Colombo Telegraph

Detour Made At Nugegoda: A Mongrel Nationalism

By Sarath de Alwis

Sarath De Alwis

A terminal response

As long as I breathe I hope. As long as I breathe I shall fight for the future that radiant future, in which man, strong and beautiful, will become master of the drifting stream of history and will direct it towards the boundless horizons of beauty, joy and happiness.” – Leon Trotsky

‘Inaccuracy and irrelevance’ should not be dismissed as minor irritants in any public discussion. Dr. Dayan Jayatilleka couples this erudite disdain to an assertion that my rejoinder to his redefinition of national identity was a ‘misplaced personalized critique.’ Dr. Jayatilleka is a politician and a political scientist. His indignation at my labeling him as ‘Mark Antony of Nugegoda’ is understandable. It was a grievous error on my part. Mark Antony eulogized the Conqueror of Gaul and dictator of Rome. He declared that he had come to bury him and not to praise him.

At Nugegoda Dr. Jayatilleka exhumed the fallen dictator, breathed life in to him, praised him and then urged that he be restored to the Senate. A reasonably impressive coalition of patricians and plebeians cheered and urged him on. It was in fact a great turning point. His rebuttal and explanation is explicit. The Nationalist Turn: A necessary detour? (Colombo Telegraph 9th March)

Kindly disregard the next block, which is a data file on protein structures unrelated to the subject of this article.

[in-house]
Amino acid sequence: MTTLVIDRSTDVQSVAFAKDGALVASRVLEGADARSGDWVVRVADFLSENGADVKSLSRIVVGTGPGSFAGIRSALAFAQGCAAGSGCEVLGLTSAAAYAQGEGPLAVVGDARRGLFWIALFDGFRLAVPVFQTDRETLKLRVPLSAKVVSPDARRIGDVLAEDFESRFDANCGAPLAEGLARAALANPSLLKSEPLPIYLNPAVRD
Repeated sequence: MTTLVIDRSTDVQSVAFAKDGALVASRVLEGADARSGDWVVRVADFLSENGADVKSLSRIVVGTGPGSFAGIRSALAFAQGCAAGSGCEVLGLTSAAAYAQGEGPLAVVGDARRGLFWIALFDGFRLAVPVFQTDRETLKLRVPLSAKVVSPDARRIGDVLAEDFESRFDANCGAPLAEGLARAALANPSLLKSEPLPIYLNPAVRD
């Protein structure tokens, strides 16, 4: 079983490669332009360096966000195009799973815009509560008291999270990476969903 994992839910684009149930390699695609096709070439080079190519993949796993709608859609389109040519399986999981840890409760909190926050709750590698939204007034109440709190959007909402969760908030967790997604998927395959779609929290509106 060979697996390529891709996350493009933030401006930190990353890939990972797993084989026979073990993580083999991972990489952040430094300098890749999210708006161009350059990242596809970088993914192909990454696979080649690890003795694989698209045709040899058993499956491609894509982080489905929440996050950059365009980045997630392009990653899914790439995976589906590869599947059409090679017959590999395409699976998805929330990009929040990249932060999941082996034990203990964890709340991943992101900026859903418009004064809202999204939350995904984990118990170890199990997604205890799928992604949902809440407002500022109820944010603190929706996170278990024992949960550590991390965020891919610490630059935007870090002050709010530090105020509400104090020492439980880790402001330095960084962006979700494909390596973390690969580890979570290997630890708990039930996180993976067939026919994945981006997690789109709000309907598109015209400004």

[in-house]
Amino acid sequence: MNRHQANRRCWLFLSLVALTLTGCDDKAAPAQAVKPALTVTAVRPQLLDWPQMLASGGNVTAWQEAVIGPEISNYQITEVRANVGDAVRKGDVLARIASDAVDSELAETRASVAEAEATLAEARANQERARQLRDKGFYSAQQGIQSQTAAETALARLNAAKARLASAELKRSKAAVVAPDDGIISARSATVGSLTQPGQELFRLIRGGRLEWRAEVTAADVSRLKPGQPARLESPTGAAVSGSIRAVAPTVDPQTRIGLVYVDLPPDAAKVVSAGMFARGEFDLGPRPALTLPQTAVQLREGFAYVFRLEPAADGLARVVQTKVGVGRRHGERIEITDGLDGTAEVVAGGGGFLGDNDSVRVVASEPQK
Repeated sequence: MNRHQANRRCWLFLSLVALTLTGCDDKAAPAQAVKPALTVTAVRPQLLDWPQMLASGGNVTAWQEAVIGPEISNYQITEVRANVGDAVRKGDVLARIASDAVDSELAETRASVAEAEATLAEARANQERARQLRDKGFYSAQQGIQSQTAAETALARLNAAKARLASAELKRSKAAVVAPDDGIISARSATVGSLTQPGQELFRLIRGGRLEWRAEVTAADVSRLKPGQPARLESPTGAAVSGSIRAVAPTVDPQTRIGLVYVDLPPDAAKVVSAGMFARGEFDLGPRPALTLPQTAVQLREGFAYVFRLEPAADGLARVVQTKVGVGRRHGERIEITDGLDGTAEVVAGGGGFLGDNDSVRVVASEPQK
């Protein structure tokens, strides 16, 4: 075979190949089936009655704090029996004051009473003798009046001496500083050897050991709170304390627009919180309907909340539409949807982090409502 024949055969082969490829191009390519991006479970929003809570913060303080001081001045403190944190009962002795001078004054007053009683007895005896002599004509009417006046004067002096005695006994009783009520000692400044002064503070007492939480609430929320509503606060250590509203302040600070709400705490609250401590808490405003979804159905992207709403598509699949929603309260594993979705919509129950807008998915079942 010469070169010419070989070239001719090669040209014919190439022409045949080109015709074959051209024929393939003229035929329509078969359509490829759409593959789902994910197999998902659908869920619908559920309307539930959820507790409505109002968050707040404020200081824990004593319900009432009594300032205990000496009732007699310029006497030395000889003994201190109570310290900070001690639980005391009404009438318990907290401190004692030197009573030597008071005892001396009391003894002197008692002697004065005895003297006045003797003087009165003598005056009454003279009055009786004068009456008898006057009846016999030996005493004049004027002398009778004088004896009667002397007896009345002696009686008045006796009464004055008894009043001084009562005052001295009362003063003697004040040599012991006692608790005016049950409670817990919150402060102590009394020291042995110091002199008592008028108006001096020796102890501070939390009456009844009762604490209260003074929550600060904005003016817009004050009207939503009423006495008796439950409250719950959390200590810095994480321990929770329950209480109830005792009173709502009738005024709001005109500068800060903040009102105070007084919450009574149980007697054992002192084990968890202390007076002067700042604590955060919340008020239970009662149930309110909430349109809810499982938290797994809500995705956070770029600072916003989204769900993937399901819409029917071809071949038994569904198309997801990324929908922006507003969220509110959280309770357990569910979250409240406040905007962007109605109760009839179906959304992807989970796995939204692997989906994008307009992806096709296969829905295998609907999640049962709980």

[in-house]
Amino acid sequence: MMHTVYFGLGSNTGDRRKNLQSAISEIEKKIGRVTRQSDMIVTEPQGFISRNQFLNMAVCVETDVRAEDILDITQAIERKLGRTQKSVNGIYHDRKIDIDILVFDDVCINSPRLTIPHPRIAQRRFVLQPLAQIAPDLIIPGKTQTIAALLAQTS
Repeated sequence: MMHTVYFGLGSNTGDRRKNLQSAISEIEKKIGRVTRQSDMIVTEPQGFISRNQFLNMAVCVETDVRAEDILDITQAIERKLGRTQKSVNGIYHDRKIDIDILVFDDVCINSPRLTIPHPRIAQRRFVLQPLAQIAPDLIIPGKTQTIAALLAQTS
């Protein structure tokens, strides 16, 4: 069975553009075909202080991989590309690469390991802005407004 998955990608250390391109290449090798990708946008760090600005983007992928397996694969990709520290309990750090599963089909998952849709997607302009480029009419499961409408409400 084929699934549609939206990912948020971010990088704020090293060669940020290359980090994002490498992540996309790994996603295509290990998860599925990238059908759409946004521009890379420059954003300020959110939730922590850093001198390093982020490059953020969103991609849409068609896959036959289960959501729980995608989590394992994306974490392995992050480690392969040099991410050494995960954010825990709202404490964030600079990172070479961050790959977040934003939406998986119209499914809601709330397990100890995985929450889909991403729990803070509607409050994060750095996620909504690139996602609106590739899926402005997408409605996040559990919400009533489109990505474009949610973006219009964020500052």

Necessary for whom?

Dr.DJ contends that in this case ‘the larger matter is the political dynamics of this island’.

How do we explain the political dynamics of this island? In order to avoid adversarial positioning on this complex and delicate subject it is best that we rely on Dr. Dayan Jayatilleka the political scientist and diplomat. “It is usually the case that the period after a war is one of profound ferment and productivity in the intellectual, artistic and policy realms. From WWII Europe to post Vietnam America, this has been so. Sri Lanka seems a sad exception. We have almost ceased to analyse and think. [Preface -Long War, Cold Peace 2013]

The nation has awoken at Nugegoda. It has begun to think! It has discovered new analytical skills! Dr. DJ himself has summoned his extraordinary powers of recall. He has discovered the expansionist Tamil aspirations of Tamilakam, the Tamil Land expressed by Ponnambalam Arunachalam in 1922 – the year that the League of Nations granted Britain the Palestine mandate.

Dr. Dayan Jayatilleka learnt of the brutal murder of Neelan Thiruchelvam while in a three wheeler heading towards the ICES for a weekly meeting with him to discuss the production of a multi volume collection of writings by his father.